By Jonathan Benaiah (The Ugandan Tourist)

Welcome back comrades. So in Part 3 we will sum up our (3 three) series of briefly understanding mountain gorilla tracking in Uganda; which actually stands as one of the undisputed fascinations that bring annual visitors from all over the world to take part in Safaris and Tours in Uganda. In part 2 we ended at the pre-gorilla tracking briefing which is done by Bwindi’s management, and we were fortunate enough to be flagged off to start the trek. Let’s go on.

A playful juvenile mountain gorilla in Uganda’s Bwindi Impenetrable National Park

At 8:00 am, eleven groups of highly zealous tourists begin walking through the thick jungle under the guidance of armed and knowledgeable ranger guides. Gorilla tracking is only carried out on foot and tourists are therefore advised to brace themselves for a hike that might sometimes last up to eight (8) hours before seeing the pursued mountain gorilla family. This hike often includes, slipping, sliding, getting rained on, walking through boggy soil, crossing streams of water, but it is all worth the while.

Tourist enjoys rare personal encounter with Uganda’s gorillas

Along the way, Uganda gorilla safari visitors can see splendid flora and fauna species including primates and the well-colored musical bird species to keep them entertained as they look for the bigger treasure; the mountain gorillas. The ranger guides are trained to be a fountain of knowledge and tourists ought not to be shy to ask them about anything that they may not understand.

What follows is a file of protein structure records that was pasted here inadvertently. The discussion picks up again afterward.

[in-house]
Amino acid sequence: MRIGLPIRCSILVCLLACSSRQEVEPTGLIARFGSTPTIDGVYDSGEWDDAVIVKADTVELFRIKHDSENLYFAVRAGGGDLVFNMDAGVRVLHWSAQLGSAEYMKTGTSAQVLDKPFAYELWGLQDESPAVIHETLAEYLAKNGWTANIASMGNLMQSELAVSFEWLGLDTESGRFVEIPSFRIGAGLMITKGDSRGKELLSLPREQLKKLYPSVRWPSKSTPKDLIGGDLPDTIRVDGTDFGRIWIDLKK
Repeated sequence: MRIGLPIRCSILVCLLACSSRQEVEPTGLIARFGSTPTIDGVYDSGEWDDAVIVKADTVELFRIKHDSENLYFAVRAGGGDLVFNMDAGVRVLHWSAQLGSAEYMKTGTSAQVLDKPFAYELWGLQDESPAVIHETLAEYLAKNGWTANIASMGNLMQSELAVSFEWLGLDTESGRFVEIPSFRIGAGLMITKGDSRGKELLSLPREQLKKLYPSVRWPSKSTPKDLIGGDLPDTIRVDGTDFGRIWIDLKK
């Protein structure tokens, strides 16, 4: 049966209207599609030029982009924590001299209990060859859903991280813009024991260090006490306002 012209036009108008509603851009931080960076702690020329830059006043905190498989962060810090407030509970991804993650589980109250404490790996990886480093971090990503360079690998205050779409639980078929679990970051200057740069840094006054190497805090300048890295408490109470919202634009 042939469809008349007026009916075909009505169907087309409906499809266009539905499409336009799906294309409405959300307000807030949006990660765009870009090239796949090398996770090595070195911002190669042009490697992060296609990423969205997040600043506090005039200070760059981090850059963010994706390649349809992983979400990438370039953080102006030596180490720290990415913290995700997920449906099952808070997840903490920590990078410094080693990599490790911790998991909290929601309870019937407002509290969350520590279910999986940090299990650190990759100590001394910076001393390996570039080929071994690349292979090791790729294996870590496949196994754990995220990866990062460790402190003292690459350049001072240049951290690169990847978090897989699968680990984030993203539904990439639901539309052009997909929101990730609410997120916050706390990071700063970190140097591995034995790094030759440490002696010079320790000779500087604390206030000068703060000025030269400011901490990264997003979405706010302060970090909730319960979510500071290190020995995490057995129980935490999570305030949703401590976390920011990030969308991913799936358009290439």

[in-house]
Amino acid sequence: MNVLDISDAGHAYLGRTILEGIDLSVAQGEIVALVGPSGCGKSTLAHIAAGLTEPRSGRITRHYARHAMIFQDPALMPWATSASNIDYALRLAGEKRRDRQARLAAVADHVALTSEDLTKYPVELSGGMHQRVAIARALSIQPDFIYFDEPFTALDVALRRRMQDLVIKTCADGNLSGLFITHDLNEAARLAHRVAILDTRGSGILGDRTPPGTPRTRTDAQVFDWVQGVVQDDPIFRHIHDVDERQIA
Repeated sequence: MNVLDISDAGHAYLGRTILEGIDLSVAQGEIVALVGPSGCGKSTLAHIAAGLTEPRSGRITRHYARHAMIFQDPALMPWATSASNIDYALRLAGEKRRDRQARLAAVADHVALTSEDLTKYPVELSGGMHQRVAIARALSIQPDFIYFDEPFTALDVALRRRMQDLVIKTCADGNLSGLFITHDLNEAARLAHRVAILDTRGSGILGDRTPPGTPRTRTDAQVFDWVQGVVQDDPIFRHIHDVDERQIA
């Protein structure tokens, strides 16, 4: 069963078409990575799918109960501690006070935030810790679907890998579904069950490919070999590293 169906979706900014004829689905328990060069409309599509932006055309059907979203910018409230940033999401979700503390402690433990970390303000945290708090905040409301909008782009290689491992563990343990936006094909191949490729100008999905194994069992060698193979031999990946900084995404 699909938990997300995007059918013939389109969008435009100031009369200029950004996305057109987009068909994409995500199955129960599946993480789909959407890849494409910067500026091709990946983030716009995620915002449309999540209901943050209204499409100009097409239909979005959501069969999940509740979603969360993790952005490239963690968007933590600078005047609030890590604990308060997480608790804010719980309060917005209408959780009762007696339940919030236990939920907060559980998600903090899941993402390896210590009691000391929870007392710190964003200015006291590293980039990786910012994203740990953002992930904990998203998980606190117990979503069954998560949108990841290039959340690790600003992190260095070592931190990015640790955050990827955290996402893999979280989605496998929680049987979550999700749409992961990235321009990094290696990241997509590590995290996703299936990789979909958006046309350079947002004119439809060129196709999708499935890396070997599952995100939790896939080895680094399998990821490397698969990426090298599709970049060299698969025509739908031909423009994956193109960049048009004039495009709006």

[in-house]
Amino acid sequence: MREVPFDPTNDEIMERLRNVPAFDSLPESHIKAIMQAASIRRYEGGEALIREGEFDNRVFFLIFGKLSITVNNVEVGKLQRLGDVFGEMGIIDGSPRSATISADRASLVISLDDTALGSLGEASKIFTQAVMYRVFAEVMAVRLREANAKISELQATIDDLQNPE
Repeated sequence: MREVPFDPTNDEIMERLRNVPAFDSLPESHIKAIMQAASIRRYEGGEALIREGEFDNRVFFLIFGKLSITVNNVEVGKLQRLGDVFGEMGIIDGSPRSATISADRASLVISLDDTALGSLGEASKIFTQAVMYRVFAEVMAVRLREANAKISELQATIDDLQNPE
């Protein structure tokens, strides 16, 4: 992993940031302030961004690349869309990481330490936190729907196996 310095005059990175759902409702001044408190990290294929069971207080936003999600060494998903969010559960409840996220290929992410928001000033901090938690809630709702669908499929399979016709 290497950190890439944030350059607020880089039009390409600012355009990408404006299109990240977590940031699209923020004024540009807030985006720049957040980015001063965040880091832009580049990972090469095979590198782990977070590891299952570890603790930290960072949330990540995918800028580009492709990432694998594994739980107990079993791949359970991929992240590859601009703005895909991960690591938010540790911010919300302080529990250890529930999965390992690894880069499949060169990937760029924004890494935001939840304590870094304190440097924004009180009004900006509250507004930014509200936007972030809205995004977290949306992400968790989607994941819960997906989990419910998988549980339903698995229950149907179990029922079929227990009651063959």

Remember this is a hike through a thick forest (why it is called impenetrable) and the ranger guides aid in clearing the bushes with machetes to pave a path for the guests to pass through. It is highly advisable that guests put on strong shoes (jungle boots if possible) and strong clothes that will not get torn a few minutes into the trek. A rain coat will also come in handy because of the unpredictable weather in this area.

A mountain gorilla baby in Uganda. Photo by IljaR

After several hours of walking, trackers might see several shades of black fur sticking out of the bushes, or sometimes they might be welcomed by an unfriendly odor. There will be no need to explain to tourists that the treasure which they have sought after for a long time has been found. The ranger guides will then ask tourists to leave all their property at a distance and only proceed with their cameras to a place sometimes as close as 5 meters from the gorilla family.

At this time the timer will begin ticking and so will the cameras. Priceless photos will be taken by both the flash-less cameras and the natural cameras of the eye for a full hour. Imagine how many photos you can take in a sixty (60) minutes of the gorillas exhibiting, feeding and sometimes playfully wrestling. And at the end of the hour, it is time to say good bye and head back to the trailhead where the mountain Gorilla Tracking Tour and Safari kick started. The return time can never exceed 7:00pm.

A safari to Bwindi Impenetrable National Park or Mgahinga Gorilla National Park to track the mountain gorillas is a topic that is greatly written about today, but there’s no one who can ever satisfactorily describe this experience. Mountain Gorilla tracking is something which everyone ought to do for themselves because like the difference in human genetic compositions, every tourist will continue to have a dissimilar story to tell (than the visitors before him). Have an amazing Safari!

Written by 

My old folks call me Jonathan Benaiah but I prefer to go by as “The Ugandan Tourist“. I love to travel, write, take photos (of nature mostly). Ask me my best kind of trips and I'll tell you that it's those moments which allow me enough time in the African bush.